DECATUR — Do you like hiking through the woods, along a river or across a prairie? How about all of the above? Rock Springs Conservation Area has a trail for you.
Maybe you like biking or fishing or learning about pioneer history. Rock Springs provides those opportunities, too.
Located at 3939 Nearing Lane on the southwest corner of Decatur, Rock Springs encompasses 1,300 acres and is the largest of five sites that are part of the Macon County Conservation District, explained Katherine Unruh, marketing specialist with the district.
Nine miles of trails wind through various natural areas.
“We have some trails that are relatively short, about a quarter-mile, a nice, fairly easy walk, and we have other trails, such as the River Trail that runs along the Sangamon River, which are quite a bit longer,” said Unruh.
“You can pick and choose what habitat you want to visit and what length of trail you want to walk,” she said.
Start at the visitors center to learn a bit about the ecology of the area through interactive exhibits inside. There’s also a children’s discovery room and a bird observation window overlooking several feeders. In just 10 minutes sitting on a comfortable couch, I saw nine different species of birds, including bright yellow American goldfinches and brilliant blue indigo buntings.
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The visitors center has exploration backpacks to use that contain field guides and other helpful items. Rods and reels also can be borrowed at the visitors center for use at any of the five stocked fishing ponds. State fishing licenses are required for those over age 16.
Patricia Carlson of Bloomington, making her first visit to Rock Springs, liked the garden near the entrance to the visitors center which has a variety of well-labeled wildflowers. Among those blooming recently were prairie blazing star, compass plant, butterfly weed and several types of coneflowers.
The garden serves as an identification primer before heading out on the Big Bluestem Trail through the prairie to see what you can find. Flitting among the plants — both in the garden and on the trail — were monarch and swallowtail butterflies as well as widow skimmer and Halloween pennant dragonflies.
Because of recent heavy rain during my visit earlier this month, water covered parts of the River Trail, the site’s longest trail, so I’ll have to return another time to explore that. But I enjoyed the parts that I did cover in addition to sections of the Big Bluestem, Discovery, Woodland and Big Oak trails.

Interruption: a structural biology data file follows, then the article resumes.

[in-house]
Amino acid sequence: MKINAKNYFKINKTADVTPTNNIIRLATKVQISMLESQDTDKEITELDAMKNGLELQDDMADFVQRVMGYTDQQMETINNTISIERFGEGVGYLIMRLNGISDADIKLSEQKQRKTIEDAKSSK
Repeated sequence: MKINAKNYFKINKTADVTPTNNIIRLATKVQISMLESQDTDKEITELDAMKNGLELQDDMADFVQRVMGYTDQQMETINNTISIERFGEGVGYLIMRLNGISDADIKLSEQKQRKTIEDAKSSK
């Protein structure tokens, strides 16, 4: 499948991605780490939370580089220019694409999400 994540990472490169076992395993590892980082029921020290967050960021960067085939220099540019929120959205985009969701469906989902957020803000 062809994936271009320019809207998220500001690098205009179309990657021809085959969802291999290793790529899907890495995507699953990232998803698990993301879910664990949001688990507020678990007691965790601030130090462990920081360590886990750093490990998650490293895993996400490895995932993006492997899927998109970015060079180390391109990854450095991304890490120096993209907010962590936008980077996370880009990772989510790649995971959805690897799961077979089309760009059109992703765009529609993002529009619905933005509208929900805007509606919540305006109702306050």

The paved bike trail leads to Fairview Park, about 2¼ miles away. Be aware that it’s pretty much all downhill from the Rock Springs visitors center, which means a bit of a workout on the way back. But despite a “steep hill” warning early in the ride, it isn’t that steep. In fact, the trail meets the specifications of the Americans with Disabilities Act, which makes it a nice option if you are using a stroller or wheelchair.
Remember, bikes are not permitted on the hiking trails. Pets are permitted, but must be leashed and picked up after.
There are benches along the trails, picnic shelters and a fun playground with a rope bridge and climbing boulder.
For a taste of history, include the Homestead Prairie Farm in your visit. The Trobaugh-Good House is listed on the National Register of Historic Places and dates back to 1850. The house is open to visitors from 1 to 4 p.m. Saturdays and Sundays through Oct. 31. There’s also an heirloom garden.
The site also hosts many other events, including camps for kids and a summer concert series. Check www.maconcountyconservation.org for more details.
“It’s an A-plus in my book,” Carlson said of Rock Springs. “It’s hard to get it right, but they do.”
Contact Lenore Sobota at (309) 820-3240. Follow her on Twitter: @Pg_Sobota
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